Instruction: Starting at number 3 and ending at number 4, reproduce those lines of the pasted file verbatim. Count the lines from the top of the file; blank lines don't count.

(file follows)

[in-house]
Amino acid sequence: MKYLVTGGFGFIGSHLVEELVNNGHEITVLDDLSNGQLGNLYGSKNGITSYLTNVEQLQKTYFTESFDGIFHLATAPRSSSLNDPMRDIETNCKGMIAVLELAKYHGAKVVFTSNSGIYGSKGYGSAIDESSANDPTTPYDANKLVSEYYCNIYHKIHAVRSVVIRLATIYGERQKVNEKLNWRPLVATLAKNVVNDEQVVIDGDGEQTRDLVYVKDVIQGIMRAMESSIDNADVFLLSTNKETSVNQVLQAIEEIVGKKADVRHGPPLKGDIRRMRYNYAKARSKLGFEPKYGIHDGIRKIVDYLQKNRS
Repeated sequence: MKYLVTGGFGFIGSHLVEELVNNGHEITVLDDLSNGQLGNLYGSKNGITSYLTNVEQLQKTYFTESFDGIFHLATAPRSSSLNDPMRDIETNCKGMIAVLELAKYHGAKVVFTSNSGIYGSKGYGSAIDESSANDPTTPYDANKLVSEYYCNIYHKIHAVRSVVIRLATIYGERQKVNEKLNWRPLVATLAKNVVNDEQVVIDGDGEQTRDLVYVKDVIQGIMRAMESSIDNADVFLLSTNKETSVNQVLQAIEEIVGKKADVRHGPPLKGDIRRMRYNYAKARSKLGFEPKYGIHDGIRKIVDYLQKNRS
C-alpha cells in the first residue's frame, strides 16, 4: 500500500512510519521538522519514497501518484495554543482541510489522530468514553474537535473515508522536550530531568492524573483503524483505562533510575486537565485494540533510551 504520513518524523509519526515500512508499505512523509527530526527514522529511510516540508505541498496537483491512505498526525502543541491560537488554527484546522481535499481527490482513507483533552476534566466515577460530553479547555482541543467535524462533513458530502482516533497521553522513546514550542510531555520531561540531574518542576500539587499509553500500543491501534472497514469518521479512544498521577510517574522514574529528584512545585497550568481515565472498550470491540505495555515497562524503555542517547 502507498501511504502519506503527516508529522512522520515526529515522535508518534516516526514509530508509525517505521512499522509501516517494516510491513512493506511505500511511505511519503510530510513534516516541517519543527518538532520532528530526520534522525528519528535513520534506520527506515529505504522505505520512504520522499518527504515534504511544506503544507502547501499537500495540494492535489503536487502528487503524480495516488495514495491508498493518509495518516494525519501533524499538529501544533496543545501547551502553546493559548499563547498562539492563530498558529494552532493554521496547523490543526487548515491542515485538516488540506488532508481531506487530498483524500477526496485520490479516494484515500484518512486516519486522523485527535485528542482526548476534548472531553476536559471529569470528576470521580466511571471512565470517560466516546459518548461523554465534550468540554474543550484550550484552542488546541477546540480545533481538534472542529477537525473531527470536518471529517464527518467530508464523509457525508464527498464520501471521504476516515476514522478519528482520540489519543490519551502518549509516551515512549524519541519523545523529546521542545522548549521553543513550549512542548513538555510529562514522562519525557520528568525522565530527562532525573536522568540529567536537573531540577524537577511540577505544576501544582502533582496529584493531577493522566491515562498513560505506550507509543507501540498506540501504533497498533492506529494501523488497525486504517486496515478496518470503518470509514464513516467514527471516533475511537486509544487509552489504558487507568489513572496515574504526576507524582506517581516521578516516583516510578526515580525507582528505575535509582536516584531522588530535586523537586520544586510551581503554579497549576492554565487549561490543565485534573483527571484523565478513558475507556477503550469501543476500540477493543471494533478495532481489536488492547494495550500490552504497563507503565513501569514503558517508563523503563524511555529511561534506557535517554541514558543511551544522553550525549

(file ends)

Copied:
Repeated sequence: MKYLVTGGFGFIGSHLVEELVNNGHEITVLDDLSNGQLGNLYGSKNGITSYLTNVEQLQKTYFTESFDGIFHLATAPRSSSLNDPMRDIETNCKGMIAVLELAKYHGAKVVFTSNSGIYGSKGYGSAIDESSANDPTTPYDANKLVSEYYCNIYHKIHAVRSVVIRLATIYGERQKVNEKLNWRPLVATLAKNVVNDEQVVIDGDGEQTRDLVYVKDVIQGIMRAMESSIDNADVFLLSTNKETSVNQVLQAIEEIVGKKADVRHGPPLKGDIRRMRYNYAKARSKLGFEPKYGIHDGIRKIVDYLQKNRS
C-alpha cells in the first residue's frame, strides 16, 4: 500500500512510519521538522519514497501518484495554543482541510489522530468514553474537535473515508522536550530531568492524573483503524483505562533510575486537565485494540533510551 504520513518524523509519526515500512508499505512523509527530526527514522529511510516540508505541498496537483491512505498526525502543541491560537488554527484546522481535499481527490482513507483533552476534566466515577460530553479547555482541543467535524462533513458530502482516533497521553522513546514550542510531555520531561540531574518542576500539587499509553500500543491501534472497514469518521479512544498521577510517574522514574529528584512545585497550568481515565472498550470491540505495555515497562524503555542517547 502507498501511504502519506503527516508529522512522520515526529515522535508518534516516526514509530508509525517505521512499522509501516517494516510491513512493506511505500511511505511519503510530510513534516516541517519543527518538532520532528530526520534522525528519528535513520534506520527506515529505504522505505520512504520522499518527504515534504511544506503544507502547501499537500495540494492535489503536487502528487503524480495516488495514495491508498493518509495518516494525519501533524499538529501544533496543545501547551502553546493559548499563547498562539492563530498558529494552532493554521496547523490543526487548515491542515485538516488540506488532508481531506487530498483524500477526496485520490479516494484515500484518512486516519486522523485527535485528542482526548476534548472531553476536559471529569470528576470521580466511571471512565470517560466516546459518548461523554465534550468540554474543550484550550484552542488546541477546540480545533481538534472542529477537525473531527470536518471529517464527518467530508464523509457525508464527498464520501471521504476516515476514522478519528482520540489519543490519551502518549509516551515512549524519541519523545523529546521542545522548549521553543513550549512542548513538555510529562514522562519525557520528568525522565530527562532525573536522568540529567536537573531540577524537577511540577505544576501544582502533582496529584493531577493522566491515562498513560505506550507509543507501540498506540501504533497498533492506529494501523488497525486504517486496515478496518470503518470509514464513516467514527471516533475511537486509544487509552489504558487507568489513572496515574504526576507524582506517581516521578516516583516510578526515580525507582528505575535509582536516584531522588530535586523537586520544586510551581503554579497549576492554565487549561490543565485534573483527571484523565478513558475507556477503550469501543476500540477493543471494533478495532481489536488492547494495550500490552504497563507503565513501569514503558517508563523503563524511555529511561534506557535517554541514558543511551544522553550525549